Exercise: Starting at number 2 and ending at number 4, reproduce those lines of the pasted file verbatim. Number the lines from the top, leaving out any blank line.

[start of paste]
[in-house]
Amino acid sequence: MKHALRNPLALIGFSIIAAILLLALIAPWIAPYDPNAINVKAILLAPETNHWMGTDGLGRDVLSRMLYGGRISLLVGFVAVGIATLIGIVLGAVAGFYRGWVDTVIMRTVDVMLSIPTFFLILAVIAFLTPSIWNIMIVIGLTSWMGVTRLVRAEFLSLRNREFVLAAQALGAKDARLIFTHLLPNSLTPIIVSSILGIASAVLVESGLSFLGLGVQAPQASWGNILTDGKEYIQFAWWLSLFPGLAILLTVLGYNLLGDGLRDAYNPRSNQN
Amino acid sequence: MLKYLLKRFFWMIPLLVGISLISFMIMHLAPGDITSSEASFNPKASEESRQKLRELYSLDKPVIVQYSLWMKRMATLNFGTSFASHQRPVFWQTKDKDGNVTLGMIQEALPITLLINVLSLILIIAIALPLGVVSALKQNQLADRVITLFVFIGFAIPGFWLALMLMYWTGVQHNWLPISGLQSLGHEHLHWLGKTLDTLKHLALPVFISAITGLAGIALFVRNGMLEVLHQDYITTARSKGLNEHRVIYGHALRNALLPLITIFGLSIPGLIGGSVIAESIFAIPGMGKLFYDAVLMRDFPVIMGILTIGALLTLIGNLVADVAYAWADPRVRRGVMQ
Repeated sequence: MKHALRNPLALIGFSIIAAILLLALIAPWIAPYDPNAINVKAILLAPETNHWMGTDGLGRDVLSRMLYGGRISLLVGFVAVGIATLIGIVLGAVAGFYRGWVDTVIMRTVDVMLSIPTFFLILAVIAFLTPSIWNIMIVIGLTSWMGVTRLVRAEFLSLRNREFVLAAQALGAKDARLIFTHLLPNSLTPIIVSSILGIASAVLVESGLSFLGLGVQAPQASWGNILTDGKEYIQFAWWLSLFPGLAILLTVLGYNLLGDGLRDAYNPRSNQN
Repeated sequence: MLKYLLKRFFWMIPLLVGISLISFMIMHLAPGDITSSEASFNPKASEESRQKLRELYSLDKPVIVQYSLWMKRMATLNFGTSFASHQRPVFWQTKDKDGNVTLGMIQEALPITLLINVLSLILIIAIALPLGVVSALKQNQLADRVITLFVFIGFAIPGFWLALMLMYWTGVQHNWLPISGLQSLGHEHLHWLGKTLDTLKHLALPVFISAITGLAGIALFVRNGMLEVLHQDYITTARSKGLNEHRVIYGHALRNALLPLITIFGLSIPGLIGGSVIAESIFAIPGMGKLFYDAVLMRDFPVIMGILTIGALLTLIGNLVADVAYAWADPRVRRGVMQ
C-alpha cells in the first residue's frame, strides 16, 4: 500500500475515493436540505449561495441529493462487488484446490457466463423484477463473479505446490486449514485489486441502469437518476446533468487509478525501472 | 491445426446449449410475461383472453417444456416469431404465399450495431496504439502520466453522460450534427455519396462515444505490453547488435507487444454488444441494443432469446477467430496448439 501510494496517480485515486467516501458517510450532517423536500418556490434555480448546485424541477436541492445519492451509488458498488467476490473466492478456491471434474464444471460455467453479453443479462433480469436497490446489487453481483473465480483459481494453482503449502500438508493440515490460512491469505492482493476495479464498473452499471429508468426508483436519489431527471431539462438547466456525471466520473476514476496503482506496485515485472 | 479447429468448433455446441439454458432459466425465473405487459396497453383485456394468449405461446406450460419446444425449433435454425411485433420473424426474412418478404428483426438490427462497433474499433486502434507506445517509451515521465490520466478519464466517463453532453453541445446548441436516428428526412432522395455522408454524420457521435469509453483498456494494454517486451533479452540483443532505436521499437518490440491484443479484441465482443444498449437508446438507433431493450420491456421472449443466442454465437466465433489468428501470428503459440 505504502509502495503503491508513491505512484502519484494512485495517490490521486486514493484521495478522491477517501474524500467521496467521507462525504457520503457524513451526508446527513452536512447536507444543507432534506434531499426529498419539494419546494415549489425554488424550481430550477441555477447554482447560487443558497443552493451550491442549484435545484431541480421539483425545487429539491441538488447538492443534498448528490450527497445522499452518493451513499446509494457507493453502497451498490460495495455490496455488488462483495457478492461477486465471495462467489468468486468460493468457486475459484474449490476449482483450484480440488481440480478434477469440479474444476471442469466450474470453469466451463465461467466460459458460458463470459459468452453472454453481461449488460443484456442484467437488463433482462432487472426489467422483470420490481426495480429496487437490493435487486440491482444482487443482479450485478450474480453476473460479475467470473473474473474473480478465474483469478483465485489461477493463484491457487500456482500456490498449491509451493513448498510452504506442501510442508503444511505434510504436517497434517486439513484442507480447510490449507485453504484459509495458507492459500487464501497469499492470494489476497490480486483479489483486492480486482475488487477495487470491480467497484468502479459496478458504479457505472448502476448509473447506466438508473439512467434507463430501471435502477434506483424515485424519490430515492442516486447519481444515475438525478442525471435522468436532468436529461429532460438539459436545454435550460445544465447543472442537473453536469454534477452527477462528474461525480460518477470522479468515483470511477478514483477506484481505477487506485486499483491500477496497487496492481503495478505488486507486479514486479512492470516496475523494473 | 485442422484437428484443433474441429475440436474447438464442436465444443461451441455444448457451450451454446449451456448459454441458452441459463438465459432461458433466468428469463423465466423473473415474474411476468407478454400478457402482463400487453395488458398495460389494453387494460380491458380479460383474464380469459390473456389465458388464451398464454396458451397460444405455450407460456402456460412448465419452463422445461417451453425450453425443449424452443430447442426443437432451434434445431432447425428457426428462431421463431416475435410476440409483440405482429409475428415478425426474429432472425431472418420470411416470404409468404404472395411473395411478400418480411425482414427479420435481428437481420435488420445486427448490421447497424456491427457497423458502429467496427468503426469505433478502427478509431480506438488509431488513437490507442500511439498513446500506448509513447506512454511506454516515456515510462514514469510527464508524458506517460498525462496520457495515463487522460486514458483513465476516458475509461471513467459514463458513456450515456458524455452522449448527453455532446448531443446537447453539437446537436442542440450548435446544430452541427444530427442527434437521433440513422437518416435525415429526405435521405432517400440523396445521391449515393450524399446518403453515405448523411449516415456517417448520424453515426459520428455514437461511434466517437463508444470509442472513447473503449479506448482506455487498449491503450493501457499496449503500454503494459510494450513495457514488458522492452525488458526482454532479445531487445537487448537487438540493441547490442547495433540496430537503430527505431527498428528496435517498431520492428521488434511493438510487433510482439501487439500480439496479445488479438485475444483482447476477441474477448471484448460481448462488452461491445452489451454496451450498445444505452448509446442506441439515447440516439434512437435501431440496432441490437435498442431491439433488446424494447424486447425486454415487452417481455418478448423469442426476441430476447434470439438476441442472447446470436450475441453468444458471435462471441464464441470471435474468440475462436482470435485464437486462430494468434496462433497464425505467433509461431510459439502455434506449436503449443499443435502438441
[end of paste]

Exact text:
Amino acid sequence: MKHALRNPLALIGFSIIAAILLLALIAPWIAPYDPNAINVKAILLAPETNHWMGTDGLGRDVLSRMLYGGRISLLVGFVAVGIATLIGIVLGAVAGFYRGWVDTVIMRTVDVMLSIPTFFLILAVIAFLTPSIWNIMIVIGLTSWMGVTRLVRAEFLSLRNREFVLAAQALGAKDARLIFTHLLPNSLTPIIVSSILGIASAVLVESGLSFLGLGVQAPQASWGNILTDGKEYIQFAWWLSLFPGLAILLTVLGYNLLGDGLRDAYNPRSNQN
Amino acid sequence: MLKYLLKRFFWMIPLLVGISLISFMIMHLAPGDITSSEASFNPKASEESRQKLRELYSLDKPVIVQYSLWMKRMATLNFGTSFASHQRPVFWQTKDKDGNVTLGMIQEALPITLLINVLSLILIIAIALPLGVVSALKQNQLADRVITLFVFIGFAIPGFWLALMLMYWTGVQHNWLPISGLQSLGHEHLHWLGKTLDTLKHLALPVFISAITGLAGIALFVRNGMLEVLHQDYITTARSKGLNEHRVIYGHALRNALLPLITIFGLSIPGLIGGSVIAESIFAIPGMGKLFYDAVLMRDFPVIMGILTIGALLTLIGNLVADVAYAWADPRVRRGVMQ
Repeated sequence: MKHALRNPLALIGFSIIAAILLLALIAPWIAPYDPNAINVKAILLAPETNHWMGTDGLGRDVLSRMLYGGRISLLVGFVAVGIATLIGIVLGAVAGFYRGWVDTVIMRTVDVMLSIPTFFLILAVIAFLTPSIWNIMIVIGLTSWMGVTRLVRAEFLSLRNREFVLAAQALGAKDARLIFTHLLPNSLTPIIVSSILGIASAVLVESGLSFLGLGVQAPQASWGNILTDGKEYIQFAWWLSLFPGLAILLTVLGYNLLGDGLRDAYNPRSNQN